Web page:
One of the most unique and beneficial aspects of the Boston Ability Center is our ability to offer co-treatment sessions for our patients. During a “co-treat” children receive two of their services together for 15, 30, or 45 minutes. Patients can target their OT and speech-therapy, OT and PT, or speech therapy and PT goals while they complete various activities in our large motor space or in one of our individual treatment rooms. This treatment model allows clinicians to collaborate as they target various aspects of treatment, and encourages our patients to utilize multiple skills at once. Co treatment sessions also provide clinicians with additional insight regarding specific activities, goals, and supports.
During a co-treat, our occupational therapists may shed light on sensory or tactile areas to consider, our speech-therapists can model language on an alternative augmentative communication device, our physical therapists can provide awareness about body positioning and strength, and much more! Co-treatment sessions also offer scheduling benefits for many of our busy families! The Boston Ability Center takes pride in this multi-disciplinary and collaborative approach to treatment.
Today in speech we made our own “Braidy”. Braidy isn’t just a string with fun pictures though, Braidy is the Story Grammar Marker’s mascot! The Story Grammar Marker is composed of visual and tactile parts to help kids identify different components of a story and improve their story recall with important details. This is great for all different type of learners with its multisensory functions!
By: Anna Harris, MS, CCC-SLP
Back-and-forth conversation is a seemingly easy yet integral part of our daily lives. Most of our meaningful relationships were formed through this reciprocal conversation format. These interactions are even more important for our children and have been proven to have an effect on children’s overall language development.
A recent study has shown that the more children participate in reciprocal conversations with their parents and caregivers, the greater brain activity they have in the area responsible for language processing and production. This study also found a positive correlation between the number of conversational turns children engage in and their standardized test scores.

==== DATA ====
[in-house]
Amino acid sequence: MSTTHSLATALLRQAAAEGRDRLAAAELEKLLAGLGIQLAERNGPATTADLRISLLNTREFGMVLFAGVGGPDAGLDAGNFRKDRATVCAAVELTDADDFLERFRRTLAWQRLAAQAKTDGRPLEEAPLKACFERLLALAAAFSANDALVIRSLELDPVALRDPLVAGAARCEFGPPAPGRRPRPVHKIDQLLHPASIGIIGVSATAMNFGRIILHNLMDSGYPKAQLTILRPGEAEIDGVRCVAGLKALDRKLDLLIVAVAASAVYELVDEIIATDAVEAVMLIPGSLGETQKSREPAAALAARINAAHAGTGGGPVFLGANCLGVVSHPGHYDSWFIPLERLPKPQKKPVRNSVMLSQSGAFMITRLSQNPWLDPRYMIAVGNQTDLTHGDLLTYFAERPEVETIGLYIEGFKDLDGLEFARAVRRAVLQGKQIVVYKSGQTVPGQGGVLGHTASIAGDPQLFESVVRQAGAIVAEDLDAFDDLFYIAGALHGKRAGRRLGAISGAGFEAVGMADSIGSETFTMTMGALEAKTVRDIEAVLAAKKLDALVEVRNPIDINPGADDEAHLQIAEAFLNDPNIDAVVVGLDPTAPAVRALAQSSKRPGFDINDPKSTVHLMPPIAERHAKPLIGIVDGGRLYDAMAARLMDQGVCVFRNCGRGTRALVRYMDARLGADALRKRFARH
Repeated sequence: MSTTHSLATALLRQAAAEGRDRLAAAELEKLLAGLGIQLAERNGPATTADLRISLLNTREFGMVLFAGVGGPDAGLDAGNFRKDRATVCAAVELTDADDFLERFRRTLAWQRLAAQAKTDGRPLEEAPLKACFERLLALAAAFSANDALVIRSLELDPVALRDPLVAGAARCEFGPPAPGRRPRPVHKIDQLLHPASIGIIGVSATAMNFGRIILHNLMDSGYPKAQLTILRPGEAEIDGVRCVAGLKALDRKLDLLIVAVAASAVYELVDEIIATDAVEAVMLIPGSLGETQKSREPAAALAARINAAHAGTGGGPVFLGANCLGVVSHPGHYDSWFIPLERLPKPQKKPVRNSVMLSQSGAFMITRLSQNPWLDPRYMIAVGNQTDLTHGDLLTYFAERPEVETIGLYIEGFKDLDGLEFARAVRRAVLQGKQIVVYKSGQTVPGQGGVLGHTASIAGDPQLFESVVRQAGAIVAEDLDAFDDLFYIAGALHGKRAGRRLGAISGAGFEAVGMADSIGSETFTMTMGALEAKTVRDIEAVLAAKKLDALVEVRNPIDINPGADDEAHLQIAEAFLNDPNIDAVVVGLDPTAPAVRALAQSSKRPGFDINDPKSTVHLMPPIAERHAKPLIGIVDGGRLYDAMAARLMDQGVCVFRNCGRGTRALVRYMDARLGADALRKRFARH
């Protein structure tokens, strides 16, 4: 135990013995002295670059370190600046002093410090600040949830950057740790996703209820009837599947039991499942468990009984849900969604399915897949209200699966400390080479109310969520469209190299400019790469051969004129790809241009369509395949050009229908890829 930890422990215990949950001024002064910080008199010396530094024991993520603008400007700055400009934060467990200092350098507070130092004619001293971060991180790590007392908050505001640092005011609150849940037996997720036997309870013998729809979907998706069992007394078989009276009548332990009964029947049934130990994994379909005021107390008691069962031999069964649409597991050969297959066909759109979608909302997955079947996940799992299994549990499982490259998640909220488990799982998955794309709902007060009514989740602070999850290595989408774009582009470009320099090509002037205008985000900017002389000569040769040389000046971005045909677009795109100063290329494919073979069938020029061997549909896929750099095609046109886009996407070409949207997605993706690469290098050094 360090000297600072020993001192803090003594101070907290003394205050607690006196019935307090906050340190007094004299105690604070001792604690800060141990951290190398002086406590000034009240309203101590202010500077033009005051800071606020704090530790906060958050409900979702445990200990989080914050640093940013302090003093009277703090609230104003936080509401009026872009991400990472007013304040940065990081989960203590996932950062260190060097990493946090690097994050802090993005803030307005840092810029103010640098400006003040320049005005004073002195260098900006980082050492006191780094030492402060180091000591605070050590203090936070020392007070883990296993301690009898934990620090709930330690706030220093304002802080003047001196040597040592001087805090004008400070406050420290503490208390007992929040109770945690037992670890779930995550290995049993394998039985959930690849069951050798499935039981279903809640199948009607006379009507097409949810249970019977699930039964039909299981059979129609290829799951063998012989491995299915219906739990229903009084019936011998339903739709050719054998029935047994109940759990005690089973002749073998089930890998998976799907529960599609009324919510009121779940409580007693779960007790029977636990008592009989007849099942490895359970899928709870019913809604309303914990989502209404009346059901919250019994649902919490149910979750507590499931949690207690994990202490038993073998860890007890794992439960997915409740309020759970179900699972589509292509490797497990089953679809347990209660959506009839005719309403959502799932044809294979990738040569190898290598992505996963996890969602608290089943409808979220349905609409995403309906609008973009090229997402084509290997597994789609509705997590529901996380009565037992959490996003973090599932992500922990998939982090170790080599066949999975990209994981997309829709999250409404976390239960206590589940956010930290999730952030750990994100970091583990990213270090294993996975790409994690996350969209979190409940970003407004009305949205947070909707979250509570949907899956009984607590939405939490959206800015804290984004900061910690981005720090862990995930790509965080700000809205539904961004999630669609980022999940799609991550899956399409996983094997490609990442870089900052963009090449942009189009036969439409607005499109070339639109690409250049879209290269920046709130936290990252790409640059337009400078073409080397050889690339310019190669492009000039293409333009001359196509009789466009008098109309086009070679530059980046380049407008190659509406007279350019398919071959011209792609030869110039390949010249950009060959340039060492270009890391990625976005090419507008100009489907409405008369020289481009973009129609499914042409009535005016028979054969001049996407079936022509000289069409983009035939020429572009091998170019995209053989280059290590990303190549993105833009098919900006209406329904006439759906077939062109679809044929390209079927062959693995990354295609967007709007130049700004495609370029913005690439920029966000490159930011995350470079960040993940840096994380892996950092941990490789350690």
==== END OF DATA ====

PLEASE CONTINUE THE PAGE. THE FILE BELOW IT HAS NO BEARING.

These interactions, however, cannot be from passive participation (i.e. watching TV or listening to adult conversation) but instead require an active participant. The study found that the following skills could only be learned from being an active participant in a conversation:
- Starting an interaction
- Learning how and when to take conversational turns
- Learning how to send an effective message
- Practicing use of words and gestures
- Learning to ask social wondering questions
- Effective verbal problem solving skills
- Communicating their point of view
- Building confidence in communication skills
How to teach these skills
Practicing these skills is easy! They can be practiced in everyday situations such as going for a walk, cooking dinner, or getting dressed. Any time your child is content or in a good mood simply “observe, wait and listen”. This model helps the child initiate the conversation. By initiating a conversation, the child is significantly more likely to generate a follow up due to their interest in the subject.
First, you will need to get into an appropriate conversational position (i.e. face-to-face) and observe your child’s body language when they are engaged in an activity. Wait for them to communicate with you, whether it be via words or gestures. Listen to their message and respond. Once the child has made their communicative intent, respond immediately by doing something that is directly related to what they have just communicated. Be patient and allow for their next response while the interaction progresses.
These seemingly small steps will have a huge impact on your child’s language development. Let’s make learning fun!
- Koohi, A. (2018) The Power of Turn-taking: How Back-and-forth Interactions Help Children Learn Language. Retrieved from: http://www.hanen.org/Helpful-Info/Articles/power-turn-taking.aspx?_cldee=c3RlcGhhbmllQGJvc3RvbmFiaWxpdHljZW50ZXIuY29t&recipientid=contact-71d3f135de99e511b10900155db60c03-cd40a765dc04443090d8ae626b7fe19c&esid=0767f8c0-7c63-e811-b9ac-00155db63606